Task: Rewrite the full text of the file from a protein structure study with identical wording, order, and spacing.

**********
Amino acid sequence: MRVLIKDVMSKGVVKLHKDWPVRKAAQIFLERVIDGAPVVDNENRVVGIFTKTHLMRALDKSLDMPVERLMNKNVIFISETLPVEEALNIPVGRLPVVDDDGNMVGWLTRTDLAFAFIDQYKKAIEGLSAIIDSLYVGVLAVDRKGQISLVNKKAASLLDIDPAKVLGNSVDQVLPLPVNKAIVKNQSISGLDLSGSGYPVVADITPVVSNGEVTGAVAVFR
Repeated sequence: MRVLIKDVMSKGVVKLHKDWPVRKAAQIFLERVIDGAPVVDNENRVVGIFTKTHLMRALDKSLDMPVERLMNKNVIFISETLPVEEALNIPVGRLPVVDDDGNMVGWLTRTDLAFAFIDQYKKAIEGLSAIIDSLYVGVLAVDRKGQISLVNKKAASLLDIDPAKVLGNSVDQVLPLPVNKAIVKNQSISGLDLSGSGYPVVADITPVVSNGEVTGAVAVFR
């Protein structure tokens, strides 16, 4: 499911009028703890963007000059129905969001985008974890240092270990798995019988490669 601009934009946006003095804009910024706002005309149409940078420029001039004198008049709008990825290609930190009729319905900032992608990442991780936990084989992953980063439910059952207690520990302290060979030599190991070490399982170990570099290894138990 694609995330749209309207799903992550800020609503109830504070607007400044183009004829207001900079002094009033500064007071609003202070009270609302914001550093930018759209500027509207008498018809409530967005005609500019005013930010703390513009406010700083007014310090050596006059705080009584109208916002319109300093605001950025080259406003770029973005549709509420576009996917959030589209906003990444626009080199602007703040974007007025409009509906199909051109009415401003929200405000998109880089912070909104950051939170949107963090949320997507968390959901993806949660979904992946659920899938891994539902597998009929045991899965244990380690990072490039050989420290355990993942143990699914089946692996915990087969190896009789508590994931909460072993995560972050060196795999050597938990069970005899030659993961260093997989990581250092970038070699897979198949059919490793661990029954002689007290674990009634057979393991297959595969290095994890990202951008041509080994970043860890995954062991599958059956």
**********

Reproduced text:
Amino acid sequence: MRVLIKDVMSKGVVKLHKDWPVRKAAQIFLERVIDGAPVVDNENRVVGIFTKTHLMRALDKSLDMPVERLMNKNVIFISETLPVEEALNIPVGRLPVVDDDGNMVGWLTRTDLAFAFIDQYKKAIEGLSAIIDSLYVGVLAVDRKGQISLVNKKAASLLDIDPAKVLGNSVDQVLPLPVNKAIVKNQSISGLDLSGSGYPVVADITPVVSNGEVTGAVAVFR
Repeated sequence: MRVLIKDVMSKGVVKLHKDWPVRKAAQIFLERVIDGAPVVDNENRVVGIFTKTHLMRALDKSLDMPVERLMNKNVIFISETLPVEEALNIPVGRLPVVDDDGNMVGWLTRTDLAFAFIDQYKKAIEGLSAIIDSLYVGVLAVDRKGQISLVNKKAASLLDIDPAKVLGNSVDQVLPLPVNKAIVKNQSISGLDLSGSGYPVVADITPVVSNGEVTGAVAVFR
């Protein structure tokens, strides 16, 4: 499911009028703890963007000059129905969001985008974890240092270990798995019988490669 601009934009946006003095804009910024706002005309149409940078420029001039004198008049709008990825290609930190009729319905900032992608990442991780936990084989992953980063439910059952207690520990302290060979030599190991070490399982170990570099290894138990 694609995330749209309207799903992550800020609503109830504070607007400044183009004829207001900079002094009033500064007071609003202070009270609302914001550093930018759209500027509207008498018809409530967005005609500019005013930010703390513009406010700083007014310090050596006059705080009584109208916002319109300093605001950025080259406003770029973005549709509420576009996917959030589209906003990444626009080199602007703040974007007025409009509906199909051109009415401003929200405000998109880089912070909104950051939170949107963090949320997507968390959901993806949660979904992946659920899938891994539902597998009929045991899965244990380690990072490039050989420290355990993942143990699914089946692996915990087969190896009789508590994931909460072993995560972050060196795999050597938990069970005899030659993961260093997989990581250092970038070699897979198949059919490793661990029954002689007290674990009634057979393991297959595969290095994890990202951008041509080994970043860890995954062991599958059956």